In Canada we work on a marginal income tax system, or marginal tax rate, so the more you make the more you pay, however, you’re taxed in brackets. By that, you only pay the higher rate on the income earned in that bracket. You have a Federal rate and a Provincial rate. The Provincial rate varies widely from Province to Province, with Alberta having a flat rate of 10%, and Quebec having the highest rates (up to 25.75%).
The current Federal income tax rates are:
For example, John, who lives in British Columbia, makes $175,000 per year. Here’s how his marginal tax is figured out:
15% level $ 6,592.95
22% level 9,669.88
26% level 12,574.38
29% level 11,231.70
Total Tax $40,068.91
5.06% level $ 1,902.86 on first $37,606 of taxable income
7.70% level 2,895.74 on the next $37,607
10.50% level 1,169.81 on the next $11,141
12.29% level 2,274.14 on the next $18,504
14.70% level 6,635.87 on the next $45,142
16.80% level 4,200.00 on the amount over $150,000
Total Tax $59,147.33
In the example above, the marginal tax rate is 45.8%, which is the addition of the top tax brackets of the Federal and Provincial rates in which your income falls, in this case 29% Federal and 16.8% Provincial. The average tax is 34% ($59,147.33 divided by $175,000 of total income). Average tax is the percentage of tax paid based on your total gross income and reflects the total tax you are paying. It is the total amount of tax you will pay through all the brackets divided by total income and will mathematically always be lower than the marginal tax rate.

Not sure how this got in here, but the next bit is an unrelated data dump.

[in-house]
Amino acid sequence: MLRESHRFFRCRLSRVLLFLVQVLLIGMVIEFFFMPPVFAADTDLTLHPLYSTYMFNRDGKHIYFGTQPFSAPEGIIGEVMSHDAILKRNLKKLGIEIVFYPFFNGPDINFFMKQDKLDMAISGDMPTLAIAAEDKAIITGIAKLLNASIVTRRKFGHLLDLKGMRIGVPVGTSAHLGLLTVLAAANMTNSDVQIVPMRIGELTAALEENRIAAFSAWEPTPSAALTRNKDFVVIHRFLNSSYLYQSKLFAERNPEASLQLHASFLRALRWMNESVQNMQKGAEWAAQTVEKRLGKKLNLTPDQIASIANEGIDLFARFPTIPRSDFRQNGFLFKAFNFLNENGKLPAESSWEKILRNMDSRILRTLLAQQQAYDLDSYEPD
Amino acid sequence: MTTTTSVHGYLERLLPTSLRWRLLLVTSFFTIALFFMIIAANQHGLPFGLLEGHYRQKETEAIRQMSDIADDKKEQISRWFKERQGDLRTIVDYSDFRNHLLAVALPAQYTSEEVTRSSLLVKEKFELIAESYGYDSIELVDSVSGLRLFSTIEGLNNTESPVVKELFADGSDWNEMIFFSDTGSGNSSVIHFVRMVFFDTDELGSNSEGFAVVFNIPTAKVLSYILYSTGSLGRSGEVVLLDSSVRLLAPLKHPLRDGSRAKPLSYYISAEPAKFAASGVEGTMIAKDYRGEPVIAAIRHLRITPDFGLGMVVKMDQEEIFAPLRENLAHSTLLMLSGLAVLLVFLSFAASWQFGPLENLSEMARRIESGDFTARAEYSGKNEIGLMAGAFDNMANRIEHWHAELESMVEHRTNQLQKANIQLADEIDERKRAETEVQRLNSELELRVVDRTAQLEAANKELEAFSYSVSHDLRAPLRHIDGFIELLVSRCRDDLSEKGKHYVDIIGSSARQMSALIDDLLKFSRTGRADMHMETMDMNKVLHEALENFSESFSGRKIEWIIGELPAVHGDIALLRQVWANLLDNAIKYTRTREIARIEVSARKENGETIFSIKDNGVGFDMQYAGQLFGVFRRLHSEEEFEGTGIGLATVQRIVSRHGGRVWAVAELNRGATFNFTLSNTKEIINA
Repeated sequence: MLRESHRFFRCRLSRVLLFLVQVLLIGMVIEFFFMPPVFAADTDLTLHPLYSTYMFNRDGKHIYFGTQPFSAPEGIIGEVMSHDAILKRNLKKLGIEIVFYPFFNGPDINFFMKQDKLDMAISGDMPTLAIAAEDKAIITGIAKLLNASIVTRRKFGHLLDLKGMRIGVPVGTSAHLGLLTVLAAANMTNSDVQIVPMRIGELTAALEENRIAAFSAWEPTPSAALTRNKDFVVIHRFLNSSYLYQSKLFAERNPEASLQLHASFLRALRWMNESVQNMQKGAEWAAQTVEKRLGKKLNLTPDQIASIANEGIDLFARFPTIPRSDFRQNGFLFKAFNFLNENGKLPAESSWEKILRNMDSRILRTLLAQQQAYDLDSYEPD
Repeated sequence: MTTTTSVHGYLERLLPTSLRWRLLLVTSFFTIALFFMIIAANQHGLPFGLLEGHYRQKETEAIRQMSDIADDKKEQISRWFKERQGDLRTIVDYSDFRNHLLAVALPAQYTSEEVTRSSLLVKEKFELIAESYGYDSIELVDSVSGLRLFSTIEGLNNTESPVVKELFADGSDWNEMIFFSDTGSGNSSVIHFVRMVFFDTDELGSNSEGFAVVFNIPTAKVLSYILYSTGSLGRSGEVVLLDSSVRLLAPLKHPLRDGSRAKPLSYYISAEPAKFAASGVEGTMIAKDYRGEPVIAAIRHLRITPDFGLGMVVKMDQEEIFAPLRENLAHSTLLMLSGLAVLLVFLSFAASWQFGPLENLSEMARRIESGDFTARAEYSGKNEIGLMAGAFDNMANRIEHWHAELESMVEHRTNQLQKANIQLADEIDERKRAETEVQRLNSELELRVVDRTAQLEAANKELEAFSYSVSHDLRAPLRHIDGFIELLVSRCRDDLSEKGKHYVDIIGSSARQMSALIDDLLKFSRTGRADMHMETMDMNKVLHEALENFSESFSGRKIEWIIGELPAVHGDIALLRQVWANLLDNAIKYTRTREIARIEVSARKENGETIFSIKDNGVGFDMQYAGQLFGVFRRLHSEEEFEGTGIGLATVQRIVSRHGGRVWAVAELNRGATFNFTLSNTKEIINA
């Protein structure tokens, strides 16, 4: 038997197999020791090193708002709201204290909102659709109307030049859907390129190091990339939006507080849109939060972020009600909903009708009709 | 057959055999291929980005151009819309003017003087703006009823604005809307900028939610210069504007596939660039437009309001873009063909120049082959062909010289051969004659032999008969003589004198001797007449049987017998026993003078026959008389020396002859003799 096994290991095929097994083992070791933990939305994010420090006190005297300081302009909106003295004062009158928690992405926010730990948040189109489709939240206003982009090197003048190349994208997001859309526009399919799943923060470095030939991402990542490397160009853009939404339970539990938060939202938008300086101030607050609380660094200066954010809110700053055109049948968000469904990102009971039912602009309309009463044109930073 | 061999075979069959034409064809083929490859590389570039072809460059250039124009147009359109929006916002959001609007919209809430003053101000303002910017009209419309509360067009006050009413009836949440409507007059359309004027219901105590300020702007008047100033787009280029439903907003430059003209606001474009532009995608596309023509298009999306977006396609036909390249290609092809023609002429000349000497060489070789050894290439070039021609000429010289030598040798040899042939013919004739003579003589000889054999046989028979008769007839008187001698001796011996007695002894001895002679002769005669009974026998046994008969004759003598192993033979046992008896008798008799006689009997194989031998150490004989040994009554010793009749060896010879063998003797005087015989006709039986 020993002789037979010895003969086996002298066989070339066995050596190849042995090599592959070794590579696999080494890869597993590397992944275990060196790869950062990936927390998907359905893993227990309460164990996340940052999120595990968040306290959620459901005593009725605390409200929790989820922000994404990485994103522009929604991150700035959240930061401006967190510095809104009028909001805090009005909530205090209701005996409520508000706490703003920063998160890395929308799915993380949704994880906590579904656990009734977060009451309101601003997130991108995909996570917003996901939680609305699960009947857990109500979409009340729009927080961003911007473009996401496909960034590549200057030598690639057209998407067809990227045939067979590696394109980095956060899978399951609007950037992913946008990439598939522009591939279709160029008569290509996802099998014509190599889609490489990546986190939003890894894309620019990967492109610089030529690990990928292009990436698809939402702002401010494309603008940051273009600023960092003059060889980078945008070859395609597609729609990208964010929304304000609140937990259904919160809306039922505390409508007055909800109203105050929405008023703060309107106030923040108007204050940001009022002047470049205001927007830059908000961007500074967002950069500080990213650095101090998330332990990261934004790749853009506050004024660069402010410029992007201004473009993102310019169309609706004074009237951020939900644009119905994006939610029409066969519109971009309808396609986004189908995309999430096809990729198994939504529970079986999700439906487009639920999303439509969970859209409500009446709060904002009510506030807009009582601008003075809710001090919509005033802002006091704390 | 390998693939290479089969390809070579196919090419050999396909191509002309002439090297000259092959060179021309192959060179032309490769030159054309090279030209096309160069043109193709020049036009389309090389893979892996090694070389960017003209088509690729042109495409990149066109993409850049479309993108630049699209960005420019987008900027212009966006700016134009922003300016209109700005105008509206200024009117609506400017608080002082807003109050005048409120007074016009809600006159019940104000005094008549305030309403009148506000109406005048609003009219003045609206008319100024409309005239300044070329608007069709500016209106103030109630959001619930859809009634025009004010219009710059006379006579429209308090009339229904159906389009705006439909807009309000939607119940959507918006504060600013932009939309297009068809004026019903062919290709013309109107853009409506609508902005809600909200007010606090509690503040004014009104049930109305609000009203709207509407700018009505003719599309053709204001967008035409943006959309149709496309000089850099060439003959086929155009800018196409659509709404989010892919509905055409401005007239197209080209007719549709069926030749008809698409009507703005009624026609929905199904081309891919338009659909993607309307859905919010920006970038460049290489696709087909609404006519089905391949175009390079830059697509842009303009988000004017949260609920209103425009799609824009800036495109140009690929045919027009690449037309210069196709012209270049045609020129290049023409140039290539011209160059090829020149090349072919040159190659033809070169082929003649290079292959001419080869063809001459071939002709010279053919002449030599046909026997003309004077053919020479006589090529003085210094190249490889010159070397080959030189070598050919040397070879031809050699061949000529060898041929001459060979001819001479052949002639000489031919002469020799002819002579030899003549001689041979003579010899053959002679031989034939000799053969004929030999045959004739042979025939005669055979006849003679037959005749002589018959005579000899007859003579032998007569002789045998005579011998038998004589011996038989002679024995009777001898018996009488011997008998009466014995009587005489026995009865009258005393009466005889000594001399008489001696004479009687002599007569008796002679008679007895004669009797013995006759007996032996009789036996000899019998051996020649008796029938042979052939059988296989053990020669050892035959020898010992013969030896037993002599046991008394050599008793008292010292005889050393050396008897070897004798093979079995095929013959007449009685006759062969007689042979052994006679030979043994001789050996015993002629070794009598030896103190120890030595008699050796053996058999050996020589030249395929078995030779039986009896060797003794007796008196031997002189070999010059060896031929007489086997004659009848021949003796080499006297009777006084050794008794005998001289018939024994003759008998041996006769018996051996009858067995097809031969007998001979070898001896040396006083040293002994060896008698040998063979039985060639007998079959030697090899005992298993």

Of course, the above just reflects the tax you’d pay if you didn’t have deductions, such as RRSPs, childcare expenses, etc., or your non-refundable tax credits, such as the basic personal exemption, spousal amount, employment credit, etc.
In this article we’re just talking about income taxes, however, there are many taxes that we as Canadians pay. Some of these taxes are: Carbon taxes, property taxes, sales taxes, fuel taxes, liquor and tobacco taxes, medical premiums, and more. Oh, and don’t forget about Canada Pension Plan & Employment Insurance (yes those are taxes). It would probably boggle the mind to figure out exactly how much we do pay.
If you looked at all the taxes that the average Canadian pays, it would probably end up being between 40% or 50% of your income going to some form of government. I don’t necessarily agree with that, however, until we figure out what government should really be doing for us, and not wanting government to do it all for us, we’re stuck with this high rate of taxes.
Will Covid-19 Relief Measures Affect my Taxes?
Covid-19 Now is the Time to get Serious About Your Financial Wellness
What does your CRA Notice of Assessment Mean?
What you Should do with your 2019 Tax Refund
When can you Expect your Tax Refund this year?
Are you one of the Almost 50% of Canadians Taking Advantage of the Tax Deadline Extension?
How to Minimize Taxes on Your Small Business
What you Need to Know About Filing Coupled Tax Returns